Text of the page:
The little boy who had learned that his grandfather would never lie to him or make false promises will surely be disappointed by the man who has encouraged him to always tell the truth no matter how painful it might be. One beautiful summer morning in July, the little man and I were walking a beach at Sakonnet and searching for sea glass when he handed me his prized stuffed (he referred to it as “pretend”) dog while he scratched in the sand. Out of the clear blue he looked up at me with those innocent eyes and told me that the one thing he wanted most in the whole wide world was a real live dog. I looked at the little miracle that had come into our lives five years before and told him that I would get him a dog before I went to heaven. I made this impulsive promise knowing there would be consequences. My response appeared to satisfy him so we walked back towards the boat ramp where my son was launching my boat and there was no further mention of any puppy.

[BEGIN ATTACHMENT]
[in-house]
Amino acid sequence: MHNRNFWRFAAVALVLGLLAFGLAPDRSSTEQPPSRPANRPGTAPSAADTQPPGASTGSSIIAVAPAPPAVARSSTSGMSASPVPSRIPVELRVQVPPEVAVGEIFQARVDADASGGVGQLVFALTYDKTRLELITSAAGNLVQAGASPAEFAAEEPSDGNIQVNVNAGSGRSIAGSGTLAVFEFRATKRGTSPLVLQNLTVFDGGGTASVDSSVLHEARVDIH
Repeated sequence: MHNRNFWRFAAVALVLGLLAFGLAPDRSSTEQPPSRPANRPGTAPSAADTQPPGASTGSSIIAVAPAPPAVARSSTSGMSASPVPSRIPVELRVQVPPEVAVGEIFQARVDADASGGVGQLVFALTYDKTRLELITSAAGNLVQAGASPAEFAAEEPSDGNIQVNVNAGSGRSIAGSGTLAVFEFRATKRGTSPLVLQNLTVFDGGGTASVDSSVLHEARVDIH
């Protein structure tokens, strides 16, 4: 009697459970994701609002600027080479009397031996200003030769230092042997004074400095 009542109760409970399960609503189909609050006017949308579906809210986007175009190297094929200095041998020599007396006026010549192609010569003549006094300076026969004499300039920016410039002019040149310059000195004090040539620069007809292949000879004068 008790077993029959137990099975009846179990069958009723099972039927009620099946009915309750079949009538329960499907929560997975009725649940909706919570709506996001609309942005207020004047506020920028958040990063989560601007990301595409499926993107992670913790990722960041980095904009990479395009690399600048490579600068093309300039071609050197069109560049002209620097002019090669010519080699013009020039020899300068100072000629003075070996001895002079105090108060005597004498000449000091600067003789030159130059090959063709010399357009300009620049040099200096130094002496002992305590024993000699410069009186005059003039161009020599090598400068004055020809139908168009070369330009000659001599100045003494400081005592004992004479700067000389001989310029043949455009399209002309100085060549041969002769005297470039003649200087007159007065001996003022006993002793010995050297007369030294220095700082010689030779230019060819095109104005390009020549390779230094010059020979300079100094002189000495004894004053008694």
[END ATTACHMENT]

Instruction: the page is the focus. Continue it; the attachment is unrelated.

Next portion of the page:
Two days later he was back at his New Jersey home and made one of his regular bedtime calls to his grandparents in Massachusetts. After catching up on his baseball game and hockey practice, he took the phone and walked away from his parents and whispered something to me. My grandson asked me how many birthdays I had left. I didn’t know whether to laugh or cry. The gift of a puppy before I left for heaven (I hope) was coming back to haunt me.